In the introduction New Materialisms – Ontology, Agency, and Politics, another of the recent anthologies on materialism (you can read about some of the other here and here), editors Diana Coole and Samantha Frost discuss the notion of a ‘critical materialism’. Building on social constructionist arguments, they work to integrate the critical approach of post-structuralists analysis of power with a materialists understanding of the irreducibility of the material realm to culture. In their own words:

For critical materialists, society is simultaneously materially real and socially constructed: our material lives are always culturally mediated, but they are not only cultural. As in new materialist ontologies, the challenge here is to give materiality is due while recognizing its plural dimensions and its complex, contingent modes of appearing.

This view, which is echoed in a lot of ANT and post-ANT studies as well as the growing body of work on biopolitics and biopower, is one of the major stakeholders in the new materialist wave (I hesitate to call it a turn, in order to avoid too much academic spin). Materialism thinking, in this perspective, leads to new critical engagements and analysis of the complex functioning of power and structure. A sort of material networkology, so to speak. For the critical materialists, working with a material approach means resharpening the critical tools and applying it to a new topic.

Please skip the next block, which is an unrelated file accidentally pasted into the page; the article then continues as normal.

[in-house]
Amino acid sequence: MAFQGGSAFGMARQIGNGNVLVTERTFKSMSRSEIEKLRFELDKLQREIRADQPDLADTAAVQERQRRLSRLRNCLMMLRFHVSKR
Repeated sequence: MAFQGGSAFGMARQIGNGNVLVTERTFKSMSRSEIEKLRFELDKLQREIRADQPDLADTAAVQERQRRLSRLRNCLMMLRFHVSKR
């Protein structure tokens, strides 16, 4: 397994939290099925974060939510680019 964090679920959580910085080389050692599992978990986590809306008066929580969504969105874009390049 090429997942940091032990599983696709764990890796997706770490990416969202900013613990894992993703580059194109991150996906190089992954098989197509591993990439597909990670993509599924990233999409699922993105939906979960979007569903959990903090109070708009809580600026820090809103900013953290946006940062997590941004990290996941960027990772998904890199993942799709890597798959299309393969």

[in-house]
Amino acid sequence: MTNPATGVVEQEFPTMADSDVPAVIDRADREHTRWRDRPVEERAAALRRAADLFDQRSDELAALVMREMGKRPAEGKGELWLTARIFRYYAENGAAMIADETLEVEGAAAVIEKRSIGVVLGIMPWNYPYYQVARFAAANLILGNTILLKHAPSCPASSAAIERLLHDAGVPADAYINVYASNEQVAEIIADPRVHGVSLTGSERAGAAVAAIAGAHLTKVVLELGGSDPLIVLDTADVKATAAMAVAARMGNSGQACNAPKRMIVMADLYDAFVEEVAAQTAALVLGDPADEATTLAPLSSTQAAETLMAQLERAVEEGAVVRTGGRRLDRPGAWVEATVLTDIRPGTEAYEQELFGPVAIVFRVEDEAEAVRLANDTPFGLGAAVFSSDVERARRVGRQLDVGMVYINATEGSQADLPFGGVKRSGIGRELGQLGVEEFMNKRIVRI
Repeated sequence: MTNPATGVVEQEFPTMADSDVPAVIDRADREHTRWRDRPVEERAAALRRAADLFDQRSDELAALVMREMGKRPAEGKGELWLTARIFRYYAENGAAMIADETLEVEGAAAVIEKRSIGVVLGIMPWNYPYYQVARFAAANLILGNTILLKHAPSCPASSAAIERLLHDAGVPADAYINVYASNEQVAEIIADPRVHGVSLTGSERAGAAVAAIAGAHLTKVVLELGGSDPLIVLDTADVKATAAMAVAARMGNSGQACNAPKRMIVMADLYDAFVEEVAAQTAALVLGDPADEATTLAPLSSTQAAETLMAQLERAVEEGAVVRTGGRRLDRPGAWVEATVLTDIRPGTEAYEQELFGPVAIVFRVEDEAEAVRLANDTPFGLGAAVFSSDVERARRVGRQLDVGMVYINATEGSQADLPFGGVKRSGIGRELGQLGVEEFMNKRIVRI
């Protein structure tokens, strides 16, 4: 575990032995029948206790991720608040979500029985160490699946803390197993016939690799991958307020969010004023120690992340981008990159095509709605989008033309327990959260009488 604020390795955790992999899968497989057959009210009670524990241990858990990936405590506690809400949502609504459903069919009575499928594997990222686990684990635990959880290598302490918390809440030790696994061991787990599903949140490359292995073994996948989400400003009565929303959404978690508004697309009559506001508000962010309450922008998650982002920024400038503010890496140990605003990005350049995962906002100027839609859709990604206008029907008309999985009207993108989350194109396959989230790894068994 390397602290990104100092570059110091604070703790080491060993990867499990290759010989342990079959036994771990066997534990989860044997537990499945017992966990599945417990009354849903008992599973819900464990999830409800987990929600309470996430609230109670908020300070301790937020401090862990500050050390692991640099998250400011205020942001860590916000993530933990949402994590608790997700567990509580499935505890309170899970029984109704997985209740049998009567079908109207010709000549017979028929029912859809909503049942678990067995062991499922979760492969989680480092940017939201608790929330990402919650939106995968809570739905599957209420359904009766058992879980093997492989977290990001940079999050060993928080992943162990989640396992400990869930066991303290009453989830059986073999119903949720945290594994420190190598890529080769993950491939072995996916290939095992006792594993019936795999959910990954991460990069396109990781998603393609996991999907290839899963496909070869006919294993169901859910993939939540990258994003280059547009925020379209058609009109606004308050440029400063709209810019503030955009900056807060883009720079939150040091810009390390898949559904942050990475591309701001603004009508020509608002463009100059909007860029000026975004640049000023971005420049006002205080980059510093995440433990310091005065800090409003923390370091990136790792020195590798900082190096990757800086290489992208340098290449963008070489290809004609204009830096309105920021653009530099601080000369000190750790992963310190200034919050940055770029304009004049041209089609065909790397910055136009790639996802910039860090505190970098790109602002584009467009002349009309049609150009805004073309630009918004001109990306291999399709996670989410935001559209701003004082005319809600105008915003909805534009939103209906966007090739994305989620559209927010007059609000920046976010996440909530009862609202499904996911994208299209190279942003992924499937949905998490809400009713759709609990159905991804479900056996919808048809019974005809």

But it seems to me that thinking materially can also lead to a more existential mode of engagement, which works to restructure the role of the researcher in relation to her field of study (somewhat similar to what I wrote about here). This is represented in, amongst others things, the work of Brian Massumi, Jane Bennett (partly), Kathleen Stewart, Graham Harman, Alphonso Lingis and others. Here, thinking materially leads towards, amongst other things, a material embedded and ultimately experiential founded approach to the world.

This faultline – between a critical materialism that has its eyes intently on the material workings of power structures and an existential material that sees materiality as a way to rework the existential back into the investigation of the world – seems to me to be crucial in understanding the new material literature. Which side are you on (and is it a matter of taking sides)?

Share →